Wouldn’t it be simpler if those companies only needed to take care of developing their own Business Intelligence, while creating powerful dashboard-centric UIs by simply stacking together off-the-shelf modules provided by external suppliers (partners or open-source)?
This is the problem WDD is trying to address:
The objective of WDD is to establish a development and distribution standard for creation of re-usable, framework-agnostic, software modules and their integration in web-UIs for data visualization and analytics
To show the viability and the importance of embracing a modular design approach in software development, we refer to the Basic Widget API from the ThingsBoard documentation itself; available here. ThingsBoard’s team put together a valuable API for allowing developers to contribute to their open-source project.
In contrast to ThingsBoard, energenious goes beyond providing a mere scheme or an API for programmers to contribute to a pre-existing framework, thus making use of WDD to create tools and promote a series of common practices for UI designers and data analysts to package and distribute their products in a way that can be easily integrated in third-party software.
Executive summary and Use case
This post is the first of a series of articles and tutorials that the energenious team will be publishing in the upcoming weeks, offering an introduction to core concepts behind WDD. The publications will cover different technical aspects of WDD, ranging from design and implementation, all the way to testing and deployment.
The tutorials in the series will address experienced front-end developers, software architecture engineers, and all of those who are interested in embracing new design practices for agile software development.
All through the series we will be demonstrating the practical implementation of new concepts of WDD in a real production context. energenious has partnered up with Tecnojest srl an innovative player in the Italian IoT market, to showcase the implementation of WDD in the context of IoT and Big Data.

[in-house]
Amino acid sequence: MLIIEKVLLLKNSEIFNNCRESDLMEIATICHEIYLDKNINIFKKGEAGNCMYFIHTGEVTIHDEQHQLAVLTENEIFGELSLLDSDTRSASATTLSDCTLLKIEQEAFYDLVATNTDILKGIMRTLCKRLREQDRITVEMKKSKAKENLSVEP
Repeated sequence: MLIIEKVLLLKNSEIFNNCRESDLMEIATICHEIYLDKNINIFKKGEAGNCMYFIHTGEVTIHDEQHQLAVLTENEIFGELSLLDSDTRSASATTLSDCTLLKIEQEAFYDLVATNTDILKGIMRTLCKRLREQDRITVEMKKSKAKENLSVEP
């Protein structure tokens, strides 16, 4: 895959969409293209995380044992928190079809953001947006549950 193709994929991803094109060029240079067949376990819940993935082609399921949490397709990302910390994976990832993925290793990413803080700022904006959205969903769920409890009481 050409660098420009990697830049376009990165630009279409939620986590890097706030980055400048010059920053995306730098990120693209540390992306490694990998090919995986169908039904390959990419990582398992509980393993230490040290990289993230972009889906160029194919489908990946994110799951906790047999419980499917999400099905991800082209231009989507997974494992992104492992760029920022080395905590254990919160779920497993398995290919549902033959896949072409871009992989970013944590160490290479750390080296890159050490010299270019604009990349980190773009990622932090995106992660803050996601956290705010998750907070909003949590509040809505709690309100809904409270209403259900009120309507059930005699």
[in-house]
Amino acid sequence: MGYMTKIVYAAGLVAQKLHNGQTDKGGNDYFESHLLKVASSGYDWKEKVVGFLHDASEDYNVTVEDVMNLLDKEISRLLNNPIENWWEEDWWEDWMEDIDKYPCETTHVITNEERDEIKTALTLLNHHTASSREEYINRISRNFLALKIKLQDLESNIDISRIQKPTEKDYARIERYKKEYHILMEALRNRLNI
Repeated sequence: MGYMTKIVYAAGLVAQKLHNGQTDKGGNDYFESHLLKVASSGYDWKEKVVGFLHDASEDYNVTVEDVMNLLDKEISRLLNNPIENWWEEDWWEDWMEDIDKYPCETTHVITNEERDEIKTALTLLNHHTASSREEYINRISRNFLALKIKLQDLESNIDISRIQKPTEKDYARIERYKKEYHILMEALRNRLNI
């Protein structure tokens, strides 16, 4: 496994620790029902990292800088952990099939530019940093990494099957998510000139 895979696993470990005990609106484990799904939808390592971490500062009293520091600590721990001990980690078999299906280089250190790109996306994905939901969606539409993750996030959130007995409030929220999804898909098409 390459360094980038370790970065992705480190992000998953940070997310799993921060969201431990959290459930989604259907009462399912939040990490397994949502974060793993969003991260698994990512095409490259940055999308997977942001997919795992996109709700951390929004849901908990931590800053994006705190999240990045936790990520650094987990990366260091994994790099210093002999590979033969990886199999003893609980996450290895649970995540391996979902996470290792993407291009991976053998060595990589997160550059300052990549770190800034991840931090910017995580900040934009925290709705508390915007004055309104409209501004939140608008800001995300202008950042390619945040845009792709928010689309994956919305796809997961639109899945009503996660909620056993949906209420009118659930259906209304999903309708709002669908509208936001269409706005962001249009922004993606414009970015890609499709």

Tecnojest is hosting its own Big Data platform, called Office-over-IP (O2IP). As part of this cooperation, a proprietary SDK for development and distribution of widgets has been designed, that is now used in production by Tecnojest under O2IP. Within the series we will be sharing insights on lesson-learned during real-life implementation of WDD in O2IP. This will include validating the benefits of adopting the new paradigm, but also critically analyzing potential challenges and open questions surrounding WDD.
In the picture below, you get already a glimpse of the benefits WDD can offer. Different micro-applications, written by two distinct developer teams using different libraries (here native JQuery, ReactJS, and Angular), can co-exist and interact in the same environment, offering a wide range of services to the end-user.
With this series, we want to increase awareness on WDD, promote participation and discussion within the open-source community, support our existing integration partners and attract new ones.
In the next post we will dive deeper in the nature of WDD, explaining what widgets are, what is their life cycle, and the ecosystem that they build. If you are interested in learning more about WDD, or how it can be implemented in your workflow, contact us through the contact form, or simply subscribe to this post for further updates.
Send us an email at firstname.lastname@example.org for technical questions, further integration support, training, etc.